Two weeks before Christmas in 2013, Catherine Simpson’s father, then in his 80s, walked into his family’s farmhouse in Lancashire to find his youngest daughter, Tricia, hanging dead from a rope tied to a banister. He cut her down using his work knife, rang for an ambulance, and then sat alone with her body and waited. Tricia, 46, had run the family farm with him, despite her frequent bouts of depression, bipolar disorder and psychosis. Catherine Simpson’s tormented, riveting and bleakly funny memoir analyses her sister’s life to try to find out why she killed herself; in the process it becomes a moving evocation of the muck-spattered realities of modern farm life.
The family had owned New House Farm since 1925. When Catherine and her two sisters were growing up there in the 70s and 80s, the farm was full of local relatives and eccentric friends such as Fred the Dead, a much-loved, if unpleasant-smelling, knacker man. The girls’ childhoods were mostly outdoorsy and idyllic, though less taken up with romping through meadows than staging barnyard versions of Miss World competitions and fashion shows.
In the house, however, it was a different story. Here the Simpsons never conversed, indeed barely spoke at all, intimidated into nervy quietness by a mean-spirited mother who “used silence as a weapon” and put-downs to avoid the obligations to express emotion. “Chatting,” writes Simpson, “was not a concept I was familiar with until I began to visit other families, where I realised, fascinated, that they asked questions and other people answered.”
For much of the book Mrs Simpson, a northern matriarch who might have been created by Alan Bennett for a League of Gentlemen spin-off, is portrayed as so extreme a character as to be almost comic, but there are darker implications.
As adults, Catherine and her elder sister, Elizabeth, moved away for work, and Tricia, after travelling for a few years, returned to the farm. Her behaviour had been erratic since she was eight, but now she increasingly sought out conflict, accused friends of betrayal and lapsed into self-pity; her parents, though, simply refused to discuss or even acknowledge the problem, even when she began locking them in the house to protect them from imagined predators. Taciturnity, a comic staple of rural memoirs, here becomes toxic and tragic as Tricia’s problems became worse. Her fatal decline and temporary incarcerations in a failing health system make for heart-rending reading.
Simpson, who started the book after her mother died in 2006, tells the story partly by scrutinising the private diaries Tricia kept intermittently throughout her life, reasoning “that it was better to write about Tricia and memorialise her honestly than fall back on the old habit of staying silent”. In the diaries we find Tricia drafting her first suicide note aged about 14, experiencing a psychic “visitation” from a dying cousin, and plaintively wishing “I could be who I want to be”; we also see her taking solace in animals and nature. Tricia dreams of horses and cats, and writes with a roughly poetic turn of phrase about the farm (keeping her dog beside her on a moving quad bike is “like balancing a bag of ferrets on a seesaw”). The seasonal and daily routines seem to have helped her retain some stability; it was after the sale of the farm’s milk cows in 2005, when she became too ill and her father too old, to look after them, that she was prescribed her first anti-psychotic medication.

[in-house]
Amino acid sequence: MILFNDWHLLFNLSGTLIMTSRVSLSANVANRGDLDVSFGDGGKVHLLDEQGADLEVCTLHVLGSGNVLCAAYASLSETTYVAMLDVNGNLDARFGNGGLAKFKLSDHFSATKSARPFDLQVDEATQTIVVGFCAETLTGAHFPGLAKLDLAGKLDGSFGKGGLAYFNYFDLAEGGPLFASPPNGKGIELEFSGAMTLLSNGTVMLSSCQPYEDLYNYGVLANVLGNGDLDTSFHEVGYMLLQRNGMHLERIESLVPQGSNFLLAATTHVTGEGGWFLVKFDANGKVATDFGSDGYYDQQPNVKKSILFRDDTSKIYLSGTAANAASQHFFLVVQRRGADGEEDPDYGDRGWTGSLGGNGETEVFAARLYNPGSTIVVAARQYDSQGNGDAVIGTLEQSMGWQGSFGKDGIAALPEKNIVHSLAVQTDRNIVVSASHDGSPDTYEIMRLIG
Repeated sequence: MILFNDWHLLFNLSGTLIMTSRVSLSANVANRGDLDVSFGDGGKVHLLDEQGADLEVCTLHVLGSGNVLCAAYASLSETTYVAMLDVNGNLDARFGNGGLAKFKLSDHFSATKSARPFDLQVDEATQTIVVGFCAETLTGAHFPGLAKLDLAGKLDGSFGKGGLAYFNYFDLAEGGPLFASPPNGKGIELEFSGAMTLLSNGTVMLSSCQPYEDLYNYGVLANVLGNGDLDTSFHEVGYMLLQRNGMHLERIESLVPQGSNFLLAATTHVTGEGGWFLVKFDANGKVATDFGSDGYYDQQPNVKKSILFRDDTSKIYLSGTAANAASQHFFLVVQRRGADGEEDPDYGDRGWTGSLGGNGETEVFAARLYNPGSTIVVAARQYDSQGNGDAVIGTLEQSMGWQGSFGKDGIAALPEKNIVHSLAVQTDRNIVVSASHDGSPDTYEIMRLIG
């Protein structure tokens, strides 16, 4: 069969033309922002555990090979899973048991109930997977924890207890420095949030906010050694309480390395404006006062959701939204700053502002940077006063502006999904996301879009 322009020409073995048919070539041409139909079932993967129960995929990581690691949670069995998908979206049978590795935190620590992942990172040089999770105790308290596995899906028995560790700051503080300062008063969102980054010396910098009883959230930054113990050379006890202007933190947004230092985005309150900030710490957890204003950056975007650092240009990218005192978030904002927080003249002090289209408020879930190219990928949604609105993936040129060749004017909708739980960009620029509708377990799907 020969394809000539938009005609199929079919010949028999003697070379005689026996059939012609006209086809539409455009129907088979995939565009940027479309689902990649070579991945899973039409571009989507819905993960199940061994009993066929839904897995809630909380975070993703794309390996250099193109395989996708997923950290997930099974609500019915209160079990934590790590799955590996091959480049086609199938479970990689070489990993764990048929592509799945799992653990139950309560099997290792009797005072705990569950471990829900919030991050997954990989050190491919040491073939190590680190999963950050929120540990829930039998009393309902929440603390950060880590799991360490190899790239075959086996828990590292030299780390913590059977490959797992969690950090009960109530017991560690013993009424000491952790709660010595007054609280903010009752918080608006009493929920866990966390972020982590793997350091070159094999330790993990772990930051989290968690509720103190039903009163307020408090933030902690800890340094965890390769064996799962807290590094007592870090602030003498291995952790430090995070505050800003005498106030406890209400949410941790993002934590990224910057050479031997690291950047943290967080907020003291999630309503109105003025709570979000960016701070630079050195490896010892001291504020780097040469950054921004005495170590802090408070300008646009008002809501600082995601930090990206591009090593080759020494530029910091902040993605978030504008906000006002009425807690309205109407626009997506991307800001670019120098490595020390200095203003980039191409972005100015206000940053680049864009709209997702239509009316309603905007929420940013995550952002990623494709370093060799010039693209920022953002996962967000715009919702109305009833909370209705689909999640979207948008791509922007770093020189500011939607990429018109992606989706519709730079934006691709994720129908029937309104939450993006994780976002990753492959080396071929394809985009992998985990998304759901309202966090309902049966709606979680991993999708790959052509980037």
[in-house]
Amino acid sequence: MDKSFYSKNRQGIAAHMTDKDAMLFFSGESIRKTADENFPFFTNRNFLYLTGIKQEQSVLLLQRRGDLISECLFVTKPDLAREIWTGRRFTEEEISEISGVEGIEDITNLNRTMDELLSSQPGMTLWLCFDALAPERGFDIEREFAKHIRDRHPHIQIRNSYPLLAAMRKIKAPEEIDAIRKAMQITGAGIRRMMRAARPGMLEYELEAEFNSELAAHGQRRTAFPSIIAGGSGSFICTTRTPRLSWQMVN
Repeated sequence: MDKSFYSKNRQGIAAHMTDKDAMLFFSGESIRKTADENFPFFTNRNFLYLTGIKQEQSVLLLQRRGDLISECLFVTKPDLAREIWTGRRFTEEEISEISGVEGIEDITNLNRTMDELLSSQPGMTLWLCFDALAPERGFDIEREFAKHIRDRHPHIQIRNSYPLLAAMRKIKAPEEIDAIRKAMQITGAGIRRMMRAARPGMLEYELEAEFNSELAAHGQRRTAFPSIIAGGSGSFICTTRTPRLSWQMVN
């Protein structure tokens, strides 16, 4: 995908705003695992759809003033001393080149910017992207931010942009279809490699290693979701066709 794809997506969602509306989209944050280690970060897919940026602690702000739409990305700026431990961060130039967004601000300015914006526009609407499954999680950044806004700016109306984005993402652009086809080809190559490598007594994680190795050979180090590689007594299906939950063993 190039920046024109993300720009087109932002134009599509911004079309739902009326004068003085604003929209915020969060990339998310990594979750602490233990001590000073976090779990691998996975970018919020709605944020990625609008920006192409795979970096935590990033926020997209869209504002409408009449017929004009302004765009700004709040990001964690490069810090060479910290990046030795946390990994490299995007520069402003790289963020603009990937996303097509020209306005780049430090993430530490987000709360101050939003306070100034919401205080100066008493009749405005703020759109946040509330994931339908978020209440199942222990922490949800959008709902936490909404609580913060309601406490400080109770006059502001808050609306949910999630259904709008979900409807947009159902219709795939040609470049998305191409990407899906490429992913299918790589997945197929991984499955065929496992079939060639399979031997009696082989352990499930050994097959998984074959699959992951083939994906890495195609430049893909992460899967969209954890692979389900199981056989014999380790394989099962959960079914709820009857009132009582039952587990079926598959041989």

In a way, the real memorial for Tricia is the compassionate and beadily observed account of the Lancashire landscape. Simpson is unafraid to plait the pastoral with the darker aspects of country life: she does not hide the ugly accoutrements of intensive farming, such as pig farrowing crates, and she shows how flashers and gropers sometimes took advantage of all three sisters when travelling alone in open country. That honesty underwrites what should be an enduring addition to writing about both mental illness and rural England. It would be something of a spoiler to say whether or not she finds a reason for her sister’s suicide, but less so to report that she appears to gradually understand and forgive her parents’ silences. “How simple it seems, the idea of sitting down and talking,” she reflects, “but it was not simple, it was very complicated.” That she resolves to write and “leave behind a lifetime of silence” can only be our gain, and dour rural taciturnity’s loss.
Richard Benson is the author of The Farm: The Story of One Family and the English Countryside.